(PhysOrg.com) -- A team of astronomers, using the Spitzer Space Telescope, have reported the first extragalactic detection of the C70 fullerene molecule, and the possible detection of planar C24 ("a piece of graphene") in space. Letizia Stanghellini and Richard Shaw, members of the team at the National Optical Astronomy Observatory in Tucson, Arizona describe how collisional shocks powered by the winds from old stars in planetary nebulae could be responsible for the formation of fullerenes (C60 and C70) and graphene (planar C24). The team is led by Domingo Anibal Garcia-Hernandez of the Instituto de Astrofísica de Canarias in Spain and includes international astronomers and biochemists.
Planetary nebulae originate from stars similar to our sun that have reached the end of their lives and are shedding shells of gas into space. In this case, the planetary nebulae are located in the Magellanic Clouds, two satellite galaxies to our own Milky Way, that are best seen from the Southern Hemisphere. At the distance of the Magellanic Clouds, planetary nebula appear as small fuzzy blobs. However, unlike planetaries in our own Milky Way Galaxy whose distances are very uncertain, the distance to planetaries in the Magellanic Clouds can be determined to better than 5%. With such accurate distances, the research team determined the true luminosity of the stars and confirmed that the objects are indeed planetary nebulae and not some other object in the astrophysical zoo.
Fullerenes, or Buckyballs, are known from laboratory work on earth, and have many interesting and important properties. Fullerenes consist of carbon atoms arranged in a three dimensional sphere similar to the geodesic domes popularized by Buckminster Fuller. The C70 fullerene can be compared with a rugby ball, while C60 is compared to a soccer ball. Both of these molecules have been detected in the sample. Graphene (planar C24) is a flat sheet of carbon atoms, one atom thick, that has extraordinary strength, conductivity, elasticity and thinness. Cited as the thinnest substance known, graphene was first synthesized in the lab in 2004 by Geim and Novoselov for which they received the 2010 Nobel Prize in physics. "If confirmed with laboratory spectroscopy something that is almost impossible with the present techniques this would be the first detection of graphene in space," said team member García-Hernández.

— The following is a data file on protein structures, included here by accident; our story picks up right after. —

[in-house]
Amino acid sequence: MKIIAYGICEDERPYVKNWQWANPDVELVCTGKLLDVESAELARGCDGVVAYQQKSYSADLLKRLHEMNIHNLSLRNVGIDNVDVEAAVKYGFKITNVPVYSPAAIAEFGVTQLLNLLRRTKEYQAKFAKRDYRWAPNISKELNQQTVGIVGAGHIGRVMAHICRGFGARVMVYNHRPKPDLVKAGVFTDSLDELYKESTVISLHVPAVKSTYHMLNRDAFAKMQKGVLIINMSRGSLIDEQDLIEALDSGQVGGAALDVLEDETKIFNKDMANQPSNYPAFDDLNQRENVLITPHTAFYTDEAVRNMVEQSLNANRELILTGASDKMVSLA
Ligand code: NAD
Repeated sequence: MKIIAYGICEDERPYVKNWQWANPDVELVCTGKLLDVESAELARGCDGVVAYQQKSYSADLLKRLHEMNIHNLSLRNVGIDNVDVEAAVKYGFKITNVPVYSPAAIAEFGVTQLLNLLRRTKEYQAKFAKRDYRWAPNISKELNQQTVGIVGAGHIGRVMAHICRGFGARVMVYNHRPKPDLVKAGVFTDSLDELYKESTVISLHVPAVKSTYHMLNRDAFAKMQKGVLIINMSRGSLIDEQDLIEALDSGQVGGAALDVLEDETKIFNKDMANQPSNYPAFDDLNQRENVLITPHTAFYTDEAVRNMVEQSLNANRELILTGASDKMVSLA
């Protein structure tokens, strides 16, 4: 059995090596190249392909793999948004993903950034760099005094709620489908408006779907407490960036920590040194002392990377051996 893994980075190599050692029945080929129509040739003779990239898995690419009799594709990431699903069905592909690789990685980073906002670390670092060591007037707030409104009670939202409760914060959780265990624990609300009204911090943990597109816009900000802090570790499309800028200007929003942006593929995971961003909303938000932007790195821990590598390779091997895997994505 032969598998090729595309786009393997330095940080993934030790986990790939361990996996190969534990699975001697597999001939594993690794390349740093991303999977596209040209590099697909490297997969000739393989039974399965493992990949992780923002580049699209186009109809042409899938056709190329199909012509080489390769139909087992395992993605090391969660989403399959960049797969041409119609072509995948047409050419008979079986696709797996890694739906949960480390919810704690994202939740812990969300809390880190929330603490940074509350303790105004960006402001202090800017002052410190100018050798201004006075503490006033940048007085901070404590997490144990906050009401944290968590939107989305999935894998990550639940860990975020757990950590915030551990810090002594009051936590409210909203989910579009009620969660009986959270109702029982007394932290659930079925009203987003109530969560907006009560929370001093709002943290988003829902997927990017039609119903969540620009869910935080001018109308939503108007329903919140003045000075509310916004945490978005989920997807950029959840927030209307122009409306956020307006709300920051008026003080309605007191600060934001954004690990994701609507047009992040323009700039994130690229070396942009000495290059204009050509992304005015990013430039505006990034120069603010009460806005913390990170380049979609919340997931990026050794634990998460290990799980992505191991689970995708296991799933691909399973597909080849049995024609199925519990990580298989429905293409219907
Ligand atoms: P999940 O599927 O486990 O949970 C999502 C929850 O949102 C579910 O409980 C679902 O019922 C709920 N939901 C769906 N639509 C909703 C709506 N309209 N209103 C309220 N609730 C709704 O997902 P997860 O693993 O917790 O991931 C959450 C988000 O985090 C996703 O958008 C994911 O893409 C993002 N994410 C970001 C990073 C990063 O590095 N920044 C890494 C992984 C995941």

The team has proposed that fullerenes and graphene are formed from the shock-induced (i.e., grain-grain collisions) destruction of hydrogenated amorphous carbon grains (HACs). Such collisions are expected in the stellar winds emanating from planetary nebulae, and this team sees evidence for strong stellar winds in the ultraviolet spectra of these stars. What is particularly surprising is that the existence of these molecules does not depend on the stellar temperature, but on the strength of the wind shocks says Stanghellini.
The Small Magellanic cloud is particularly poor in metals (any element besides hydrogen and helium, in astronomers parlance) but this sort of environment favors the evolution of carbon rich-planetary nebulae, which turns out to be a favorable place for complex carbon molecules. The challenge has been to extract the evidence for graphene (planar C24) from Spitzer data. The Spitzer Space Telescope has been amazingly important for studying complex organic molecules in stellar environments, says Stanghellini. We are now at the stage of not only detecting fullerenes and other molecules, but starting to understand how they form and evolve in stars. Shaw adds We are planning ground-based follow up through the NOAO system of telescopes. We hope to find other molecules in planetary nebulae where fullerene has been detected to test some physical processes that might help us understand the biochemistry of life.
The accompanying image includes an artists conception of these molecules superimposed on the well known Helix Nebula. The smaller image shows one of the objects from this study in which fullerene has been detected in the Large Magellanic Cloud (SMP 48, from the catalog by Sanduleak, MacConnell, & Philip) The name Planetary Nebula was applied to these star systems because their shell of surrounding gas made them appear like the disks of Jupiter, Saturn and Uranus as observed in 18th century telescopes. The reason for this name is obvious from the modern image.
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More information: These results are presented in a paper published by the Astrophysical Journal Letters, Volume 737, Issue 2, article id. L30 (2011) The team includes D. A. García-Hernandez, S. Iglesias-Groth, J. A. Acosta-Pulido, A. Manchado, P. García-Lario, L. Stanghellini, E. Villaver, R. A. Shaw and F. Cataldo